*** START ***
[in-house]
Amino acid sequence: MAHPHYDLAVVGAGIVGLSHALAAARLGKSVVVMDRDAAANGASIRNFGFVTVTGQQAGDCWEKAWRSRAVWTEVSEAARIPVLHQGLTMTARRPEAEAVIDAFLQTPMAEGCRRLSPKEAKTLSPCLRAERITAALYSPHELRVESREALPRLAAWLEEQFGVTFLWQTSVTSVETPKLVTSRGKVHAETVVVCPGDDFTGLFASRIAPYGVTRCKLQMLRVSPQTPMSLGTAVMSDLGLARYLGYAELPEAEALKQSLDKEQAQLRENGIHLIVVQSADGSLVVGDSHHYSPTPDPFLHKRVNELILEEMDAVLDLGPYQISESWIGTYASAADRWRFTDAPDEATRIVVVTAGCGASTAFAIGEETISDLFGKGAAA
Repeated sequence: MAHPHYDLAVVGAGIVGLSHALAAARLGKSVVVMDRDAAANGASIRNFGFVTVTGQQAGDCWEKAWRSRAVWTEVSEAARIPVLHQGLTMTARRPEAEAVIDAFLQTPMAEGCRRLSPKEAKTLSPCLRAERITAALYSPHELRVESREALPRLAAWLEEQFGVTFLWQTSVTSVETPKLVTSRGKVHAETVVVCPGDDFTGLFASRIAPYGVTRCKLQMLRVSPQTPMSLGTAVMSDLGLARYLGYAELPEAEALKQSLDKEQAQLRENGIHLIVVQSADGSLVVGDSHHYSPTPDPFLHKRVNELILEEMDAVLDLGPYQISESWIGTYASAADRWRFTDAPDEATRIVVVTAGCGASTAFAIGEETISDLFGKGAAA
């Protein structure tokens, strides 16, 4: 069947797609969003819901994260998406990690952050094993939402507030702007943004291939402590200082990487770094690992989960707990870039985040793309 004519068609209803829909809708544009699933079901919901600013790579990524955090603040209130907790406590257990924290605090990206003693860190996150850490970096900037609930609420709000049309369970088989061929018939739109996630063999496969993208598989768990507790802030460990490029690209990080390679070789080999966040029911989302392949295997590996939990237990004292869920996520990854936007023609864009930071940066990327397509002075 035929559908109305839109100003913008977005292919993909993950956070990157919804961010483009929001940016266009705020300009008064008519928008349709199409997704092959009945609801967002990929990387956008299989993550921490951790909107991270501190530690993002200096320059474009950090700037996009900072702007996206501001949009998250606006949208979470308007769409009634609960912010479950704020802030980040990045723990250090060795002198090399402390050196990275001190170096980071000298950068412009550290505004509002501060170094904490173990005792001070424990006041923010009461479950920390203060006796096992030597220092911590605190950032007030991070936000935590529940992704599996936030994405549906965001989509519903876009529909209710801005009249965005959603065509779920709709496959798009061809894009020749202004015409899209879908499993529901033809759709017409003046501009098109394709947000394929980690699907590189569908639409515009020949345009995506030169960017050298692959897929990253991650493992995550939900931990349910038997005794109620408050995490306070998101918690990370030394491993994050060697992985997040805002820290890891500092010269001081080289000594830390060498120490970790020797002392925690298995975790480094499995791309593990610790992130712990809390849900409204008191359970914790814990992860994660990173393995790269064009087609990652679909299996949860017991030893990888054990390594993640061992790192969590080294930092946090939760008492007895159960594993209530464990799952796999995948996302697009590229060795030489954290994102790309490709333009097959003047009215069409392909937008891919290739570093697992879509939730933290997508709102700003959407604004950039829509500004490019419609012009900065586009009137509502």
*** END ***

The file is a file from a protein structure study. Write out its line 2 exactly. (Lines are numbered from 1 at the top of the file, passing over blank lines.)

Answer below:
Amino acid sequence: MAHPHYDLAVVGAGIVGLSHALAAARLGKSVVVMDRDAAANGASIRNFGFVTVTGQQAGDCWEKAWRSRAVWTEVSEAARIPVLHQGLTMTARRPEAEAVIDAFLQTPMAEGCRRLSPKEAKTLSPCLRAERITAALYSPHELRVESREALPRLAAWLEEQFGVTFLWQTSVTSVETPKLVTSRGKVHAETVVVCPGDDFTGLFASRIAPYGVTRCKLQMLRVSPQTPMSLGTAVMSDLGLARYLGYAELPEAEALKQSLDKEQAQLRENGIHLIVVQSADGSLVVGDSHHYSPTPDPFLHKRVNELILEEMDAVLDLGPYQISESWIGTYASAADRWRFTDAPDEATRIVVVTAGCGASTAFAIGEETISDLFGKGAAA